Big River/Little Sparrows

On September 24, Amanda Paniagua, her mother, husband, and two sisters will build a raft from balsa wood logs on the side of the Amazon in Nauta, Peru, hop aboard (and if no anaconda, piranha or deadly poison-tipped arrows get them first) they will float, row and paddle 118 miles downriver to the town of Iquitos (like mosquitoes), arriving there 2 days later. It’s called the Great River Amazon Raft Race and as the poster says, “The faint of heart need not apply.” Well, there goes my entry form.

What they mean by "on the river"

You’d have to have a pretty good reason to lash a few logs together and jump in the Amazon, and I’m happy to report Amanda has one. Actually, she has about 30 excellent reasons—the children of Casa Hogar Los Gorriones, a tiny home for abandoned children in Ayacucho, Peru.

The name means “home of the sparrows” and Amanda fell in love with the place while living in this impoverished colonial city (and home of the Shining Path revolutionary movement) for a year after high school, learning Spanish and doing volunteer work. She was deeply impressed by Gil and Chantal van der Bergh, a Belgian/French couple who started Los Gorriones in 2002 to provide a “safe nest” to the children whose parents had been killed, abandoned them, or were in a nearby prison.

A volunteer and her sparrow.

Many of the children have mental or physical disabilities, but all are taken in, loved, and given an education, physical therapy, health care, good food, and lots of love and attention. A mere $50/month covers one child’s education at a private school, books, uniform and transportation, but since Chantal died of cancer a few years ago, Gil, his staff and volunteers have struggled to make ends meet. And they need a bigger house so they won’t have to turn desperate children away.

“I volunteered in a lot of places but when you went to Los Gorriones, you could just feel the joy. Even though these kids have a lot of problems, it’s just a happy, loving and sweet place,” Amanda says, explaining her six-year continued attachment to the home.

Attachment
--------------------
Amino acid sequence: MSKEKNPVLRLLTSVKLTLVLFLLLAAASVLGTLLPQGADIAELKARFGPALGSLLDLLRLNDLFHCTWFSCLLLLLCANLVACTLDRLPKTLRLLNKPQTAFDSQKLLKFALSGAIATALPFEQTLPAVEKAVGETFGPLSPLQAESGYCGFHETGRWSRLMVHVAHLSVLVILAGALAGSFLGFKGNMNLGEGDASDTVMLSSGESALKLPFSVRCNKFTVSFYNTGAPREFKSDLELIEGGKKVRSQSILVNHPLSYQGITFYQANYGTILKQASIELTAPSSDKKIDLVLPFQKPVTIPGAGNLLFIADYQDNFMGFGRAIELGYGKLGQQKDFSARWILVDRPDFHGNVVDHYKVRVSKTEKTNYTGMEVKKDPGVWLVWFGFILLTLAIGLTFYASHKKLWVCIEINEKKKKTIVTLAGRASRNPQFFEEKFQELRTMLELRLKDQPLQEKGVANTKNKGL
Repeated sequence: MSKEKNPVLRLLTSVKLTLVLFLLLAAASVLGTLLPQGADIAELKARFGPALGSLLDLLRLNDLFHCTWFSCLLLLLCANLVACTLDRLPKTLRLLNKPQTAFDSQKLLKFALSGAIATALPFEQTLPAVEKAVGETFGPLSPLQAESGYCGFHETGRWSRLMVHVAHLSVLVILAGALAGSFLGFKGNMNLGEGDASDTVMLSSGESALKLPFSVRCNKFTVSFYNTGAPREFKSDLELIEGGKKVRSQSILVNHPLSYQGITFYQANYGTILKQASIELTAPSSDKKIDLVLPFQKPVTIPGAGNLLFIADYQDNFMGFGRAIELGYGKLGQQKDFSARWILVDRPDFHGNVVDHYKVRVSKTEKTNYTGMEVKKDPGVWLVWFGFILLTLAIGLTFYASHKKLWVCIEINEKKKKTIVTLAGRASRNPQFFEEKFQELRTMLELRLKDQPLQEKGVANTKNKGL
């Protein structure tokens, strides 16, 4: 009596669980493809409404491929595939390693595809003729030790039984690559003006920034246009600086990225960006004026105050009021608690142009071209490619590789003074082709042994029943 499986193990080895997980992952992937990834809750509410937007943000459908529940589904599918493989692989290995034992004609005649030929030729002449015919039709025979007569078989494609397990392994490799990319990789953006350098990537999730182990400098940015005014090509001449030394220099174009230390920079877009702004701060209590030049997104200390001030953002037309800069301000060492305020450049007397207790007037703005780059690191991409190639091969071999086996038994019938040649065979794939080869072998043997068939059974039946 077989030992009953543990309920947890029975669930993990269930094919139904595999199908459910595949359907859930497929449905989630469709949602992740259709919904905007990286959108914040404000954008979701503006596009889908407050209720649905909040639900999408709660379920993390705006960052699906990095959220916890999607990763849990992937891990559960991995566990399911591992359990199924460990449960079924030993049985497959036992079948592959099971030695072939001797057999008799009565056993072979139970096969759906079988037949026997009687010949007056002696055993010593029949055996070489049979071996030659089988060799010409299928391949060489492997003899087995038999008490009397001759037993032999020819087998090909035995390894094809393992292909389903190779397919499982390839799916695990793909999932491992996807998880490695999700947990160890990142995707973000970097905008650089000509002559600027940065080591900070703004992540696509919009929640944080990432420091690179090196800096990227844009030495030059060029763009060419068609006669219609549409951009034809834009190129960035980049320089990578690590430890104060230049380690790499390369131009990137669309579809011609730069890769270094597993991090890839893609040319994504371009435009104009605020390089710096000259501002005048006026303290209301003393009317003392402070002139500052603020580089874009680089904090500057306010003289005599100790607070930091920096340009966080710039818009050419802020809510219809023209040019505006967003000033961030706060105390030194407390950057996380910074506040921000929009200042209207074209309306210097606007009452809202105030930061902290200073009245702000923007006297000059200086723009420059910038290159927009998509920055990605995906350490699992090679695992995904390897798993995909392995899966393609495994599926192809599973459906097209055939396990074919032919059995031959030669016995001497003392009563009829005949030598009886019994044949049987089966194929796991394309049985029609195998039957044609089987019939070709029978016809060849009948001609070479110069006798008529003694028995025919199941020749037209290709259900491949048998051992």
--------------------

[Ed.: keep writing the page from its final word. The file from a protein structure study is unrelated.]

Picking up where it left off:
After her year in Peru, Amanda came home with a husband, Ohmarx, and entered Oxford College of Emory, where she founded the Peruvian Orphanage Project to raise money for her little sparrows. She continued in the Emory School of Nursing and cofounded the Atlanta Doula Collaborative, a volunteer organization that helps women through childbirth, while raising more than $7,000 for Gil and Chantal’s house in the high Andean sierra. Now she works for MedShare (see post 7/14) but is still fundraising for Los Gorriones and willing to jump in the Amazon to raise more.

Mom, the instigator, Chelsea and Amanda

Well actually, that was her mother’s inspiration. “I’m completely terrified,” admits Amanda. But her mom Joani McCullough, 53, an inveterate rower (and apparently not the slightest bit faint-of-heart), has convinced Amanda, her sister Chelsea, Ohmarx and his sister Susan that this is a splendid idea, so they’re all busy raising $1,500 for Los Gorriones to make it worthwhile.

Hey, I’m (figuratively) on board!! To join me in donating to the Little Sparrows and the maniacs on the Amazon, click here.


What Gives News Flash!

Global Cycle Solutions (3/10) just recently won the Echoing Green Fellowship Program. Go, Jodie, go!